“Welcome home Pa.” Wanting to appear nonchalant in hopes the hour had prevented his father from hearing what had happened. “How was your trip?”
In a clipped response, “The Ponderosa won the contract.”
Knowing that tone, “I take it….you heard?” Adam asked, his way of cautiously testing the waters of his father’s temper.
“Quite difficult not to hear the gossip.”
“Pa, I can…”
“Not one word Adam,” Ben pointed a stern finger towards his eldest. “Plenty of others were more than happy to tell me all about today.” Lowering his hand, “Funny thing, no one mentioned your name during the whole debacle. And I find that surprising considering I specifically remember telling you that you were in charge when making the supply run. That means you were to keep an eye on everyone.” Arms crossed, he stopped in front of his son.
Having stood as his father approached, “I only stepped away for a few minutes, to run an errand.”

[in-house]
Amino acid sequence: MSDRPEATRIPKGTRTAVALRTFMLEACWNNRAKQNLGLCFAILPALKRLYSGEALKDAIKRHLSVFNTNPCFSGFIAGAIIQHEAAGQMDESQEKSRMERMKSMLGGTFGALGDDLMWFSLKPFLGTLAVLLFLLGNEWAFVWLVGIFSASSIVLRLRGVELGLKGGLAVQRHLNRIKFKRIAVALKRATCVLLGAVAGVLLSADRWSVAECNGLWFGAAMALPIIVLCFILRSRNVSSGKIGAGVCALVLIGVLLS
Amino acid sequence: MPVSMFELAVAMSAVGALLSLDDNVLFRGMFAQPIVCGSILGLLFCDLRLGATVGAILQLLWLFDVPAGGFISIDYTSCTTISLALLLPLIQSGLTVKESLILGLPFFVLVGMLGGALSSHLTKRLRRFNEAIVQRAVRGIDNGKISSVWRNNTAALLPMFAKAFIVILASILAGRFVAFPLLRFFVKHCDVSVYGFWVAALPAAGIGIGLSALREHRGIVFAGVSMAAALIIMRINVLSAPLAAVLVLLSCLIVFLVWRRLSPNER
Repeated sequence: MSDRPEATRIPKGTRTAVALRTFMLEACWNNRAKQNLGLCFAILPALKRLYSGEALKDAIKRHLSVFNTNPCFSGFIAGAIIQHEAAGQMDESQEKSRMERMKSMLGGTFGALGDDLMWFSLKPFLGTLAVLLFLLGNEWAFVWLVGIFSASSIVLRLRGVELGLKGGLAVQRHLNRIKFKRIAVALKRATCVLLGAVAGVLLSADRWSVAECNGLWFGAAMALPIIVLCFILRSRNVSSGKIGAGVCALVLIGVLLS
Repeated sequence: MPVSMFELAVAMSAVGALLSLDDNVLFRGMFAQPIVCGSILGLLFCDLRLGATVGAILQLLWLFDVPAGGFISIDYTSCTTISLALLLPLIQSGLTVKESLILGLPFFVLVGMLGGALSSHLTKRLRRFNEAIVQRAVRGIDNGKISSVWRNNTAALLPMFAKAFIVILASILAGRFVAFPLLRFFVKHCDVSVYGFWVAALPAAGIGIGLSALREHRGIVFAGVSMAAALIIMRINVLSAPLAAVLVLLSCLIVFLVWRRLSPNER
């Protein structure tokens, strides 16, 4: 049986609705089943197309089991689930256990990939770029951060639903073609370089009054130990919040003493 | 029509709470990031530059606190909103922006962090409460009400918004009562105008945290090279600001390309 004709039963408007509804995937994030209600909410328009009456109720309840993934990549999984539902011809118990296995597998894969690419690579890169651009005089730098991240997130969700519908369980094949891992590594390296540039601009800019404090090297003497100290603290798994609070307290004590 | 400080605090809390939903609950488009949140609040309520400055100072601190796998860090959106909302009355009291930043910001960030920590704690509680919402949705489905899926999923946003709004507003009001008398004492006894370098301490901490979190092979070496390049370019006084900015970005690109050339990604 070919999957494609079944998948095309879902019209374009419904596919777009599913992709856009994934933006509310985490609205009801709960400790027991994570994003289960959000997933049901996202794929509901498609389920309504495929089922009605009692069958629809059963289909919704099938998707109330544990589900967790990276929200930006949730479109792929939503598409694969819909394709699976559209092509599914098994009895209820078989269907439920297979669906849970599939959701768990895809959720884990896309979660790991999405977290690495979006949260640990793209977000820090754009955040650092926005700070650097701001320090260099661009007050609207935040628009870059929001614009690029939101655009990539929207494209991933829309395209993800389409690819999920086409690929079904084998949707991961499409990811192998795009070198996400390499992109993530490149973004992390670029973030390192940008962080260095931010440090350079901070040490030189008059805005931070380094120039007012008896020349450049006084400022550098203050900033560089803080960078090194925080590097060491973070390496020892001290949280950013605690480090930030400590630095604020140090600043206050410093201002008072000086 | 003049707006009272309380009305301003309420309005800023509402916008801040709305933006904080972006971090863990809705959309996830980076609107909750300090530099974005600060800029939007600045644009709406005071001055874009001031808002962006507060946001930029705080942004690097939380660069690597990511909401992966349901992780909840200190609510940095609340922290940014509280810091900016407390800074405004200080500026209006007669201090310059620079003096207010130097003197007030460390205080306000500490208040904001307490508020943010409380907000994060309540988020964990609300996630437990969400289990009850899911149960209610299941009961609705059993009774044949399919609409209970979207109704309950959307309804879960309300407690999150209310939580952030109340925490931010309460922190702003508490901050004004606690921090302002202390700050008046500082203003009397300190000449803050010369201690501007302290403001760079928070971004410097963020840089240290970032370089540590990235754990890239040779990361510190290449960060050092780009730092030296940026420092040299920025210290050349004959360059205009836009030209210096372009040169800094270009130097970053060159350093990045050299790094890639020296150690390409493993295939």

Ben’s temper flared. “But you weren’t there when it happened, were you?”
“Then I don’t think you have anything to add.”
Not daring to look away from his father, “No sir.”
“You should retire to your room.” Ben uncrossed his arms and moved his hands to his hips, “We’ll continue this discussion in the morning.”
Unsure whether he should be relieved at not having to endure any more of his father’s inquisition and wrath, Adam marked the page in his book before heading for the stairs.
Stopping at the mid-landing, “Pa?”
“Good night, Adam.”
The time spent banking the fire and checking that the windows and the doors were latched properly closed reduced some of his anger.